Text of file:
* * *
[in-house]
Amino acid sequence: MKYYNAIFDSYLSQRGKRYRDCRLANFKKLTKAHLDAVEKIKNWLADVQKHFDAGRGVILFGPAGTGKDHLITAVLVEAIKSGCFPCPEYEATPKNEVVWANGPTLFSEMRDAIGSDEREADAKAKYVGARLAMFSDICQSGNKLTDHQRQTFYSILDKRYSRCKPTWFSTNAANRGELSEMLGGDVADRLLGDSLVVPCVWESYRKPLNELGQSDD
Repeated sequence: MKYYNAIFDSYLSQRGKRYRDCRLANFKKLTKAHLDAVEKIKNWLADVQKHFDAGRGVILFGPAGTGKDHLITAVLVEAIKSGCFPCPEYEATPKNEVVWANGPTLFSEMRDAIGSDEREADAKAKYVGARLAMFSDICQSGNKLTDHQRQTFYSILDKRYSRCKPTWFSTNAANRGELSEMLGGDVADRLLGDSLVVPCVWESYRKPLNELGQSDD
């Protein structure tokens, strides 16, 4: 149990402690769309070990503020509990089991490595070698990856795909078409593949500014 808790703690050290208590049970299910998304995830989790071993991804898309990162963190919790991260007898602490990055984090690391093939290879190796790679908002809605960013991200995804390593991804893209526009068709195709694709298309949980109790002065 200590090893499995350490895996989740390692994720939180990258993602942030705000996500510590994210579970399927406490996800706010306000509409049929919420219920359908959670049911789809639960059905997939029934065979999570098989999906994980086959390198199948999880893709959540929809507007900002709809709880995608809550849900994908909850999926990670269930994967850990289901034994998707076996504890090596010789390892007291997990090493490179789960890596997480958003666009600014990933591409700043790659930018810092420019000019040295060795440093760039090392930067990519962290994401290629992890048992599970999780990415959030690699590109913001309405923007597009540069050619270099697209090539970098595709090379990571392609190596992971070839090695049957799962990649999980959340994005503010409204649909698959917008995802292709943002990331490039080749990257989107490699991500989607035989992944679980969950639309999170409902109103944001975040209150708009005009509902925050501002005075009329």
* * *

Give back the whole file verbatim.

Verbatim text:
[in-house]
Amino acid sequence: MKYYNAIFDSYLSQRGKRYRDCRLANFKKLTKAHLDAVEKIKNWLADVQKHFDAGRGVILFGPAGTGKDHLITAVLVEAIKSGCFPCPEYEATPKNEVVWANGPTLFSEMRDAIGSDEREADAKAKYVGARLAMFSDICQSGNKLTDHQRQTFYSILDKRYSRCKPTWFSTNAANRGELSEMLGGDVADRLLGDSLVVPCVWESYRKPLNELGQSDD
Repeated sequence: MKYYNAIFDSYLSQRGKRYRDCRLANFKKLTKAHLDAVEKIKNWLADVQKHFDAGRGVILFGPAGTGKDHLITAVLVEAIKSGCFPCPEYEATPKNEVVWANGPTLFSEMRDAIGSDEREADAKAKYVGARLAMFSDICQSGNKLTDHQRQTFYSILDKRYSRCKPTWFSTNAANRGELSEMLGGDVADRLLGDSLVVPCVWESYRKPLNELGQSDD
């Protein structure tokens, strides 16, 4: 149990402690769309070990503020509990089991490595070698990856795909078409593949500014 808790703690050290208590049970299910998304995830989790071993991804898309990162963190919790991260007898602490990055984090690391093939290879190796790679908002809605960013991200995804390593991804893209526009068709195709694709298309949980109790002065 200590090893499995350490895996989740390692994720939180990258993602942030705000996500510590994210579970399927406490996800706010306000509409049929919420219920359908959670049911789809639960059905997939029934065979999570098989999906994980086959390198199948999880893709959540929809507007900002709809709880995608809550849900994908909850999926990670269930994967850990289901034994998707076996504890090596010789390892007291997990090493490179789960890596997480958003666009600014990933591409700043790659930018810092420019000019040295060795440093760039090392930067990519962290994401290629992890048992599970999780990415959030690699590109913001309405923007597009540069050619270099697209090539970098595709090379990571392609190596992971070839090695049957799962990649999980959340994005503010409204649909698959917008995802292709943002990331490039080749990257989107490699991500989607035989992944679980969950639309999170409902109103944001975040209150708009005009509902925050501002005075009329």